•  Some additional videos of this type here: (5+ / 0-)

    “Are You An American Citizen?”: Defying The Border Patrol In Viral Videos

    On the general topic of border-control fascism, this account of the harassment of a female Canadian academic is worth a read.

    I am pretty far out of the mainstream on this, but IMO it is long past time we recognized:
    a) that the freedom of movement is a universal right, regardless of whether imaginary lines are crossed, and
    b) that these little bits of petty tyranny are not some sort of aberration within the immigration system, they are the immigration system, in America as elsewhere in the world.  

    It is long past time we gave labor the freedom of movement that we have long since given to capital.

    Thanks for the diary!

    •  There is a (3+ / 0-)
      Recommended by:
      Eternal Hope, Joieau, a2nite

      Check point contest right now.

      Not a fan of police checkpoints?

      Do you recognize that no one, even if they wear a badge, has the right to impede your freedom of movement, or to search your property, when you’ve done nothing wrong?

      The use of checkpoints has proliferated in “the land of the free”, especially since 9/11 and the accompanying security theater.

      Whether that’s in the form of a DUI checkpoint in your town* or a now-permanent checkpoint on a road that never crosses the border*, more and more people are realizing what checkpoints are really about: control.
      Educate others about checkpoints and their rights should they encounter one themselves, and you could win an an awesome HD camera that you can carry and/or dash-mount!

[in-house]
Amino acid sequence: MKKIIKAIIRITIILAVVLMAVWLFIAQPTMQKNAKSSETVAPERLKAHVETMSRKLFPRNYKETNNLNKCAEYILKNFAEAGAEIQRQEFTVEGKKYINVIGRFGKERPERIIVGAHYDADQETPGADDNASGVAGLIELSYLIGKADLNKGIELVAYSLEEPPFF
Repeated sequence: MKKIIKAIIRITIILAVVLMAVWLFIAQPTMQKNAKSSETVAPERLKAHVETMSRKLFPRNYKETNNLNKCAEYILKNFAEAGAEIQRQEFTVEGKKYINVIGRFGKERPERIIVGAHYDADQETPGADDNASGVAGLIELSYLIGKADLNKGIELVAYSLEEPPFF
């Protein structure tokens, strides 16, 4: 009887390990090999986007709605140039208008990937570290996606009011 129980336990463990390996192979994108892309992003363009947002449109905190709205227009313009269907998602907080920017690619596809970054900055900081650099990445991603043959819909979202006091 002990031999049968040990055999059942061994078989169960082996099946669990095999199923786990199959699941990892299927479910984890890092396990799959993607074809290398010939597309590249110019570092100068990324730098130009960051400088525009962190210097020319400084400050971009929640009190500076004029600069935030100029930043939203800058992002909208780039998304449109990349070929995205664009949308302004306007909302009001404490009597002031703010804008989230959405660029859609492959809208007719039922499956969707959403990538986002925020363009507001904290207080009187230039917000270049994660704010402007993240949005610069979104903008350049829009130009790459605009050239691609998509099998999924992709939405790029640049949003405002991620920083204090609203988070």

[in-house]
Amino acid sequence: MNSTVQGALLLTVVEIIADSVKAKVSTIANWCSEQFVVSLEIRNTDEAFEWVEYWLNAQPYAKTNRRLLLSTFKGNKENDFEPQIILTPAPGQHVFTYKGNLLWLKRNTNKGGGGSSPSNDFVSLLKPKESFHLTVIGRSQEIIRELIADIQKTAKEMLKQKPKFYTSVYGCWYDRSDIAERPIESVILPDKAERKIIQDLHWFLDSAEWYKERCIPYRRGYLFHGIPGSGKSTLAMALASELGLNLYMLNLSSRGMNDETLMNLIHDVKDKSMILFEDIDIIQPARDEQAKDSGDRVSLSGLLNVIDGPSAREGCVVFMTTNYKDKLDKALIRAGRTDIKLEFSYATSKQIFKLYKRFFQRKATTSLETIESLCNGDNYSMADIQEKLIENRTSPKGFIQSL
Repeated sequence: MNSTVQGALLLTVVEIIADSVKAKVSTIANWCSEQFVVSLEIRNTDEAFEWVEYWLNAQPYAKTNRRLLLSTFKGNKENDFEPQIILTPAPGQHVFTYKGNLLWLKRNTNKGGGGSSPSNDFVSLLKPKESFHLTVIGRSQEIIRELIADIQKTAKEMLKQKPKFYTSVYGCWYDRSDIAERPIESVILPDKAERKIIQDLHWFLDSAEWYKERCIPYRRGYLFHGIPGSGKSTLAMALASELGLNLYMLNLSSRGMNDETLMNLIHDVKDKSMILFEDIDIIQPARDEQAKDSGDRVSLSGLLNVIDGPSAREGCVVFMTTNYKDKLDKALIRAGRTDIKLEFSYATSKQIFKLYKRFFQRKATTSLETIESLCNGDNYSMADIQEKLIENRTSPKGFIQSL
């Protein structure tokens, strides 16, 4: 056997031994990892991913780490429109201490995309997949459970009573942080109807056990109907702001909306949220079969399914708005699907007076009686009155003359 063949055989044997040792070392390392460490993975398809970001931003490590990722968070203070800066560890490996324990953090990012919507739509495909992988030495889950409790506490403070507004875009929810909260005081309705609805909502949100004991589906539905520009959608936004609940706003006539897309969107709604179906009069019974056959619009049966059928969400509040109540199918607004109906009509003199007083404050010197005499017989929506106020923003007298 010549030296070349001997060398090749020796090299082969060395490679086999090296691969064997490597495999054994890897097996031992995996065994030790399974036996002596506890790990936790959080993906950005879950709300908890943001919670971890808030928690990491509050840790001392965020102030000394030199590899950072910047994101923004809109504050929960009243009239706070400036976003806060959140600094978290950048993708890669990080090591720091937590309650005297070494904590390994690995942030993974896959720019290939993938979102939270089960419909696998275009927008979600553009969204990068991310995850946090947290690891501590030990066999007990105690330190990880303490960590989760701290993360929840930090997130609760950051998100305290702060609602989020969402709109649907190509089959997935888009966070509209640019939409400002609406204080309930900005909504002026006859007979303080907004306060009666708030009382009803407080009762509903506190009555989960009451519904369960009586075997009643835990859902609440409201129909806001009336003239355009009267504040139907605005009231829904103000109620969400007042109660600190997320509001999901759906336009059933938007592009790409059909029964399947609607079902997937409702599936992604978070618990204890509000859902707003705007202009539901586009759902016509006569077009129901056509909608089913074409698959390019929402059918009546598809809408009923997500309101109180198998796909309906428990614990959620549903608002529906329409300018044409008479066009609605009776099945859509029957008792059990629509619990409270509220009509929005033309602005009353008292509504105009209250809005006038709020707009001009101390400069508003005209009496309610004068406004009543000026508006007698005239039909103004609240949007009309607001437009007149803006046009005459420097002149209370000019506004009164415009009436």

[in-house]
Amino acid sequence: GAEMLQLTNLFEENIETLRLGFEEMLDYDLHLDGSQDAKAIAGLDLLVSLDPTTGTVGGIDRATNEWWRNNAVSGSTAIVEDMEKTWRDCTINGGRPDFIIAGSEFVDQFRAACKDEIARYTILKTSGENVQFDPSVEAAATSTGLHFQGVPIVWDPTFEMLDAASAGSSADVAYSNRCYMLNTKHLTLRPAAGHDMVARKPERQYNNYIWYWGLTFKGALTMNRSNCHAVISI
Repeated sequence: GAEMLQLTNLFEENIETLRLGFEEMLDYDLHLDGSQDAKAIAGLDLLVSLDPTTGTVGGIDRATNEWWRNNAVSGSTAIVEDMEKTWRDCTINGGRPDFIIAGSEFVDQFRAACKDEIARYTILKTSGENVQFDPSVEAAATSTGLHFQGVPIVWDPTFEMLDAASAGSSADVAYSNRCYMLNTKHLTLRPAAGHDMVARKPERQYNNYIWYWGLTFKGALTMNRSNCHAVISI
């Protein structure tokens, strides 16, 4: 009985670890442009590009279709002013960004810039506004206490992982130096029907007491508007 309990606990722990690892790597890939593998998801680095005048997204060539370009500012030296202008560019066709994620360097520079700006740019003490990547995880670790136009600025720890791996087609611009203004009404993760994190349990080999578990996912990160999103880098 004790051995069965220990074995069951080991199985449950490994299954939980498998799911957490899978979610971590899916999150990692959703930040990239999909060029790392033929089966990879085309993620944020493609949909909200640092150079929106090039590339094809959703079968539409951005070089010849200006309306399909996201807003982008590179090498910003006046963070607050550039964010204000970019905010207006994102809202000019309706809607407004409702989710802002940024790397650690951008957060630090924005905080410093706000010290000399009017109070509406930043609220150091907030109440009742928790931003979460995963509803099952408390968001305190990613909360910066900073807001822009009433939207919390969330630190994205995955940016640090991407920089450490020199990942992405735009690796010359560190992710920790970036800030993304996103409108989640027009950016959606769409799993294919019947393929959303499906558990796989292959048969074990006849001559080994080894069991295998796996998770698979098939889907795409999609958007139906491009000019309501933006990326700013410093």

The Veho Muvi Gumball 3000 comes with everything you need – dashcam mount, carrying case, remote control, straps, mounts, 8GB mini SD card, USB cord, etc.

          A Veho Muvi Gumball 3000 Special Edition MUVI HD Camcorder will be awarded to the creator of the content that best demystifies roadblocks**

          Content can be in the form of a video compilation (such as this video), your own experience (such as, for me, this video), a narrative, art, relevant know your rights resources, etc.

          Deadline is midnight EST, Monday, April 8th, 2013 – just send an email with “Checkpoint Content Contest” in the subject line and the content (link to external URL, attachment, in text body, etc) to ““

          The winner will be determined by a three judge panel – Terry Bressi from, Ian Freeman from, and Pete Eyre from

          The winner will be contacted via the same email used to submit their content (so be sure it’s one you check) on/by April 22nd, 2013, their address solicited to mail the camera, and if agreed-to, interviewed (via phone/Skype/email/etc) for a follow-up post

      "Til you're so fucking crazy you can't follow their rules" John Lennon - Working Class Hero

      by Horace Boothroyd III on Sat Apr 06, 2013 at 06:27:26 AM PDT

      [ Parent ]

  •  If the driver did not know that we police that (2+ / 0-)
    Recommended by:
    exlrrp, a2nite

    border for people and contraband trying to enter illegally, then perhaps he should join the "stupid" party.  

    I was stopped and detained in an airport coming in from a foreign country for a very stupid reason AND I was held for hours AND I missed the last flight AND I had to pay for cabs and a hotel because the airport closed.  If I had pulled that kind of BS and been disrespectful, they could have left me sitting there for days.  

    Comparing someone who is doing their job near the border to a Nazi is way out of line.  

  •  Misuse of the word "Nazi." Ignoramus. (2+ / 0-)
    Recommended by:
    a2nite, GoGoGoEverton

    Any point this guy is trying to make is made pointless by his comparison.